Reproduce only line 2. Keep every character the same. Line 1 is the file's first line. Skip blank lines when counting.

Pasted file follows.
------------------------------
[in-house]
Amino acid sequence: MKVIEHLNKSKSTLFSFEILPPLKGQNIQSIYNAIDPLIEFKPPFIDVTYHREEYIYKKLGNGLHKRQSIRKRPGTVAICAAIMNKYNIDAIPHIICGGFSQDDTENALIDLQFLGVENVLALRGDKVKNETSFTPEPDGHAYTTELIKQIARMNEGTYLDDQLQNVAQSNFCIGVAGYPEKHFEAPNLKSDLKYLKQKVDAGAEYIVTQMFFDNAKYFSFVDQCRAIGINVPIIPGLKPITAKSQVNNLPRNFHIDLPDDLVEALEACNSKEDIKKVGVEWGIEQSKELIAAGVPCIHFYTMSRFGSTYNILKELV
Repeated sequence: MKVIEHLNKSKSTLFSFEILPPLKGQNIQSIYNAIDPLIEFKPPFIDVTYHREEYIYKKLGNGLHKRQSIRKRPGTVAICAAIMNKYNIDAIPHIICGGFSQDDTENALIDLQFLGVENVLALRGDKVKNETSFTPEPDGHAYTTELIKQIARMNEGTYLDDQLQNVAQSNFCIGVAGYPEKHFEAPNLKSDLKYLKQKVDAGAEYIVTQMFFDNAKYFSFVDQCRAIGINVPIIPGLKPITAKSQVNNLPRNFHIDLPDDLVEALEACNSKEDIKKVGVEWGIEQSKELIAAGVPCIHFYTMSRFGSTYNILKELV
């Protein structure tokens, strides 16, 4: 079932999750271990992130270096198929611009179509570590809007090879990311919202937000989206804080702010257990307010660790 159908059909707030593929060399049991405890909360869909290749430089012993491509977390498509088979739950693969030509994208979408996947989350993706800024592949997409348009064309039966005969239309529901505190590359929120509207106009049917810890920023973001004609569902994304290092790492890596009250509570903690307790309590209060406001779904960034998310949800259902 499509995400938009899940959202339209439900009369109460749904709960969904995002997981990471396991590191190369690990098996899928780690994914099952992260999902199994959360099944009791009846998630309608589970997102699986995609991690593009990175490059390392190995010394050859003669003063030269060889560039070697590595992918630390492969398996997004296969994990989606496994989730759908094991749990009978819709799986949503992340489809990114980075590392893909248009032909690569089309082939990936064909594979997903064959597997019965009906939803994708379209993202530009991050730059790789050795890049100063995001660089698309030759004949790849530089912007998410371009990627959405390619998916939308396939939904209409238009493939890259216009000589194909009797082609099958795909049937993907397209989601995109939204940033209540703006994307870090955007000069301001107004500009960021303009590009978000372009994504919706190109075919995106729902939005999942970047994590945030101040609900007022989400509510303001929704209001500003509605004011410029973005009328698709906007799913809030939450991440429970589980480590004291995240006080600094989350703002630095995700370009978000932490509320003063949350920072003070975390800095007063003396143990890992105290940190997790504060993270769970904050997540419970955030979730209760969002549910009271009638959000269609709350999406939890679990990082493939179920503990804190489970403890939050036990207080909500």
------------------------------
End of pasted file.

Amino acid sequence: MKVIEHLNKSKSTLFSFEILPPLKGQNIQSIYNAIDPLIEFKPPFIDVTYHREEYIYKKLGNGLHKRQSIRKRPGTVAICAAIMNKYNIDAIPHIICGGFSQDDTENALIDLQFLGVENVLALRGDKVKNETSFTPEPDGHAYTTELIKQIARMNEGTYLDDQLQNVAQSNFCIGVAGYPEKHFEAPNLKSDLKYLKQKVDAGAEYIVTQMFFDNAKYFSFVDQCRAIGINVPIIPGLKPITAKSQVNNLPRNFHIDLPDDLVEALEACNSKEDIKKVGVEWGIEQSKELIAAGVPCIHFYTMSRFGSTYNILKELV